Latest Personal Income Data: Inflation, Taxes and Income Growth

By at 26 January, 2024, 3:35 pm

by Raymond J. Keating –

U.S. personal income growth slowed in December, while consumption saw a strong increase, according to the latest personal income report from the U.S. Bureau of Economic Analysis.

Inflation as measured by the PCE (personal consumption expenditures) index, ran at 0.2 percent in December. Therefore, the nominal gain of 0.3 percent in personal income for December essentially got cut back to 0.1 percent in real terms. And real disposable personal income (i.e., personal income less personal current taxes) inched forward at 0.1 percent, which was a slowdown from the 0.5 percent gain in November and October’s 0.3 percent.

Disposable personal income is the most important income measure as it captures the level of income from which people consume, invest and save. And on a real, per capita basis, disposable income has been on a general growth track since mid-2022. It’s no coincidence, of course, that inflation started to calm at that point and afterward, and slowed its eating away at income. (See the following chart.)

Source: Federal Reserve Bank of St. Louis, FRED

Meanwhile, real personal consumption expenditures grew by 0.5 percent in December, which matched the gain of 0.5 percent in November as well. So, while real income growth slowed in December, that was not the case with holiday spending apparently.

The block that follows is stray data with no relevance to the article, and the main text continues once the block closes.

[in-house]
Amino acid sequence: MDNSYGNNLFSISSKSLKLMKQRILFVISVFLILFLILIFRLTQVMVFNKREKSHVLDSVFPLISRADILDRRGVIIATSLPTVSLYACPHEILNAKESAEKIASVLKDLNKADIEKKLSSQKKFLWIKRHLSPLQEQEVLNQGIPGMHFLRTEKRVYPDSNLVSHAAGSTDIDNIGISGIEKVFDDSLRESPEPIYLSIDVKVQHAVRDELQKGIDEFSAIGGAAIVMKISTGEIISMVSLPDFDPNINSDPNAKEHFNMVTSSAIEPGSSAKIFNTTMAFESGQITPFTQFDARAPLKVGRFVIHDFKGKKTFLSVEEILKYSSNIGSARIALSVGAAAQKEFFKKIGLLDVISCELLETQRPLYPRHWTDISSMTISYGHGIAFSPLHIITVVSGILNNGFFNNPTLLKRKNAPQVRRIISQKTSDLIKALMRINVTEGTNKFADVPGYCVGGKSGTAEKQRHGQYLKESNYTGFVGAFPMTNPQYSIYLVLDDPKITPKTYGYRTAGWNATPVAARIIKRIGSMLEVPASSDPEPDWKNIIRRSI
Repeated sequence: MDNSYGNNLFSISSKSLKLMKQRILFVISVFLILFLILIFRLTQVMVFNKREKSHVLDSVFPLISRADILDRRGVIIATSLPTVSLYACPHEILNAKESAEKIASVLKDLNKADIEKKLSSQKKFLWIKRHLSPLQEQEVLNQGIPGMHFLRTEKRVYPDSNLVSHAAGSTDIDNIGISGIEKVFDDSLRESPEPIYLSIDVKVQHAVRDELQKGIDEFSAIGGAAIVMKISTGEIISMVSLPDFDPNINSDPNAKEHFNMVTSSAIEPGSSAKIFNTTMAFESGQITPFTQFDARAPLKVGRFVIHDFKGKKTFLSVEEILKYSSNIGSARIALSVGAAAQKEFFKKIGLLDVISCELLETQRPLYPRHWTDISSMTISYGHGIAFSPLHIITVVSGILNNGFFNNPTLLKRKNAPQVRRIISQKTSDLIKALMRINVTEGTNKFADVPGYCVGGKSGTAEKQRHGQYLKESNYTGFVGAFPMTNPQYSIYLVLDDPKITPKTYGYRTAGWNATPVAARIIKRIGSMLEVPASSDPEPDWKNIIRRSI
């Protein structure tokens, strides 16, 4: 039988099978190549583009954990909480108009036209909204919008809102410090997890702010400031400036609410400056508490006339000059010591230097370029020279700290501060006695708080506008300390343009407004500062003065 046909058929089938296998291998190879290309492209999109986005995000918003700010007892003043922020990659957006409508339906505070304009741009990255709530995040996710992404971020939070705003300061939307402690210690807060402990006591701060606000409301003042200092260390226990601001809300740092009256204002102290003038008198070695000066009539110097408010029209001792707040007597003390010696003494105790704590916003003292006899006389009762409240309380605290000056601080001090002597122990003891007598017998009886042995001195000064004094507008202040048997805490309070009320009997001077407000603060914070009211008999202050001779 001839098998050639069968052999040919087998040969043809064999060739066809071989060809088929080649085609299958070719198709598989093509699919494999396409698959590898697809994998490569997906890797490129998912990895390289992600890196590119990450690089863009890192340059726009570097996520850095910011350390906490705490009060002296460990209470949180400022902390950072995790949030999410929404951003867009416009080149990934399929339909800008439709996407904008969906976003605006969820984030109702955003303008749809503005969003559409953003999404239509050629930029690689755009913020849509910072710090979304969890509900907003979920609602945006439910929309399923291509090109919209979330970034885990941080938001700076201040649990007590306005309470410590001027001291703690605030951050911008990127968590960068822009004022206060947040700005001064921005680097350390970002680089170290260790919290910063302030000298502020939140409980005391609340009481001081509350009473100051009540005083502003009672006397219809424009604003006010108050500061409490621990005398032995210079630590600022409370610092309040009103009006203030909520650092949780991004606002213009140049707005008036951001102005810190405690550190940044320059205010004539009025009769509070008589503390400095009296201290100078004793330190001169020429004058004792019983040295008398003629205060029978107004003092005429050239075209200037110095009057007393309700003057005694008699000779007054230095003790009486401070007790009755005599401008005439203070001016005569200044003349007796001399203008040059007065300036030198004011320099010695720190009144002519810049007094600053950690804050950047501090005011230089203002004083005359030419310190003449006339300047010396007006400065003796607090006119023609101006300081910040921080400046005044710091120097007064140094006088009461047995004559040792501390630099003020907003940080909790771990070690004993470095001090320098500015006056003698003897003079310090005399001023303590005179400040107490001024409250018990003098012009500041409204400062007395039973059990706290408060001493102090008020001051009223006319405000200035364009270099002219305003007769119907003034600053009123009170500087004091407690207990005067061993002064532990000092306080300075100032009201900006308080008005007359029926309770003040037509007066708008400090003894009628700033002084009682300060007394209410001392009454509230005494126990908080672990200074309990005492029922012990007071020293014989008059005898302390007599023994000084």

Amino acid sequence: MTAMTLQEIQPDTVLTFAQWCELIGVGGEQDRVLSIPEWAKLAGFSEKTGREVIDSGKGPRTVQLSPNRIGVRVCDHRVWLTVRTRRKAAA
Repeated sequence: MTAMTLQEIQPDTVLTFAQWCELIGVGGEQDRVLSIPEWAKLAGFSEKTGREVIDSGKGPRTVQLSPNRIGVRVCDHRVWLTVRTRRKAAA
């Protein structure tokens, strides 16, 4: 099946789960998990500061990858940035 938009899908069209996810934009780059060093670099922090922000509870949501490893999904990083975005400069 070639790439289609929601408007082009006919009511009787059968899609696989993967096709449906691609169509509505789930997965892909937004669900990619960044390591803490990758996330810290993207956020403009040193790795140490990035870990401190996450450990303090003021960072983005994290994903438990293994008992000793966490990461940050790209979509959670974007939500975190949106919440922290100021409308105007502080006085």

As we look ahead on income, it’s important to keep three key points in mind.

● First, income is affected by productivity, which, in turn, depends upon investments made by entrepreneurs, investors and businesses.

● Second, the level and growth of disposable income are, by definition, directly impacted by taxes, but also are affected by the impact that taxes have on, for example, entrepreneurship and investment.

● And third, real disposable personal income obviously also depends on inflation, with lower inflation feeding greater real income growth (again, see above chart).

Indeed, real disposable income is a measure that captures a great deal in terms of public policies, and the equation is straightforward: tax relief and low inflation are good news for disposable income and our economy.

Raymond J. Keating is chief economist for the Small Business & Entrepreneurship Council. His latest books on the economy are The Weekly Economist: 52 Quick Reads to Help You Think Like an Economist and The Weekly Economist II: 52 More Quick Reads to Help You Think Like an Economist.


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